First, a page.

Like I said Bob, it is a matter of opinion and and how you make your money. I believe anything that places a file on my puter and searches my hard drive and reports what it find is malware. If they would give fair waring that this is going to happen and give the user an op out feature I would not have a problem with it. Shoot, maybe they are but since it has been many months since I encountered Open Candy I am not sure what mehtod they are using. My Av will trip and give me a waring that the program has Open Candy and it gets deleted that very second. I know the first time I encountered it, the AV program I had let it blow by and it was my firewalll telling me that a program that I did not authorize to be on my hard drive was trying to connect to the internet. WIth a little research I found out that it was Open Candy and I change AV programs the next day to the one I have now. I was never asked if I wanted Open Candy to do a search and make any recommendation to me but yet here it was trying to phone home and report on the programs I had installed. By my definition, that is malware, but I do not profit from such tactics nor do I write programs anymore.

Collapse - login window does NOT save pwds.
by nimd4 / September 6, 2011 10:51 PM PDT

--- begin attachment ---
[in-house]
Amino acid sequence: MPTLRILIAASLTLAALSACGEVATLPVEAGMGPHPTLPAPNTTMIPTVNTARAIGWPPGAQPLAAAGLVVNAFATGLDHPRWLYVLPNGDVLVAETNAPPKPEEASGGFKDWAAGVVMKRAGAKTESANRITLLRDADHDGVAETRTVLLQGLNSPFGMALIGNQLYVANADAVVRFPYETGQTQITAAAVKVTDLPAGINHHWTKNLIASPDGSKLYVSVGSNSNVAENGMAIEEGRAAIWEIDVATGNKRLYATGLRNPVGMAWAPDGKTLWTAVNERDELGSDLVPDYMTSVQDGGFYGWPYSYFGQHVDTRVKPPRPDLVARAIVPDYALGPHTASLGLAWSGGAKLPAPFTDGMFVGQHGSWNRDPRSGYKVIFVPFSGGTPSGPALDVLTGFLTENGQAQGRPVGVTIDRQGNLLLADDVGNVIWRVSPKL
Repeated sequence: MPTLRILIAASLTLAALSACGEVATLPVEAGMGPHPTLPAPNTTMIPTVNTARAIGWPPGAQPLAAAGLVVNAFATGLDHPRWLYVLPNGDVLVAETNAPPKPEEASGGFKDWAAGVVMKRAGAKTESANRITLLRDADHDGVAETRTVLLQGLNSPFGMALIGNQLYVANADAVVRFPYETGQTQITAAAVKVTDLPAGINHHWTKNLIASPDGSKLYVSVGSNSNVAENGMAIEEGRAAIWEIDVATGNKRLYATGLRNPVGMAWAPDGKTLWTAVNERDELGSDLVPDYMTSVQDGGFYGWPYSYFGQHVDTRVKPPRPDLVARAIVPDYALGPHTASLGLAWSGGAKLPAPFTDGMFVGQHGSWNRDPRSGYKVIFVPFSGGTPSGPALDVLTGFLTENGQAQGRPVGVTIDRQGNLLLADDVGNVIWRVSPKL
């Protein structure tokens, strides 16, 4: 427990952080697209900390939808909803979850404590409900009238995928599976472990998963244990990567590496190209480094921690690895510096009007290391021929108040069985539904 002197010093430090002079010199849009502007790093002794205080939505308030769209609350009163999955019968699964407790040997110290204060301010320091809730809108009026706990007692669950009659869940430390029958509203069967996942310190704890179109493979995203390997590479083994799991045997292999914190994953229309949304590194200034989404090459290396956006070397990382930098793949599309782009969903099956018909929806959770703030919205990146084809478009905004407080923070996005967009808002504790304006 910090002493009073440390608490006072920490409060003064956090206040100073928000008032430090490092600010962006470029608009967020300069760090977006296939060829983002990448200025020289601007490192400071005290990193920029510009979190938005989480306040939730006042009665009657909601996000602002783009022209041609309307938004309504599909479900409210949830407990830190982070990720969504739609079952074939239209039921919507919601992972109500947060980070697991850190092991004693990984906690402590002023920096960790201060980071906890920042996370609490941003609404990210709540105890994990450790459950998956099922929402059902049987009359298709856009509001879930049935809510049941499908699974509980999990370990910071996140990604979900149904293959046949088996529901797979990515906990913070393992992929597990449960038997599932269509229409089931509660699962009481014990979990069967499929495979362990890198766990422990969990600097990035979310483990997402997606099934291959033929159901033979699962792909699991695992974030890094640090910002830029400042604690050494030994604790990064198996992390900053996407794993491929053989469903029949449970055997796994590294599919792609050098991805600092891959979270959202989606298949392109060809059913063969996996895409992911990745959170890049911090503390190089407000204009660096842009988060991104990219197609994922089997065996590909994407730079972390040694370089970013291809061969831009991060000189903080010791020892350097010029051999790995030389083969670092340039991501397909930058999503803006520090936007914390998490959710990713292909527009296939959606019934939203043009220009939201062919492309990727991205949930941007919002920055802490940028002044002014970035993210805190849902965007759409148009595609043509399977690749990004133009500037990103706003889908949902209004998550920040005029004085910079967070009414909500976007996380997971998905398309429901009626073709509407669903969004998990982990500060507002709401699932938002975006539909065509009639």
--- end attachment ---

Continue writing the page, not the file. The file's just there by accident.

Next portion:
In reply to: WOW

"CNET is going to require people to be a member and sign in [..]"

I was going to make a separate thread, but probably not much point in that; So, might as well post it here. Btw., I can relate to Mark's (crude) post and agree with.

Anyway, on Firefox (Nightly) 9.0a1 -and probably all others, too- the (JavaScript) login pop-up window will not allow the password to be saved to the "Saved Passwords" manager; With, or without the checkbox (screenshot @ ImageShack).

This is because the properties/parameters, or the actual field name isn't configured/labeled properly. Can I please ask for this to be fixed?!?? Tnx!..:)


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I'm with you...
by HellinaHandbasket / August 20, 2011 11:37 AM PDT

I had to tell my story in another topic. See "sad commentary"

I will just use the authors sites from now on. I might use cnet for researching downloads, but will go dl them elsewhere.


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i wrote it on there facebook page many times
by akmkgp / October 4, 2011 2:17 PM PDT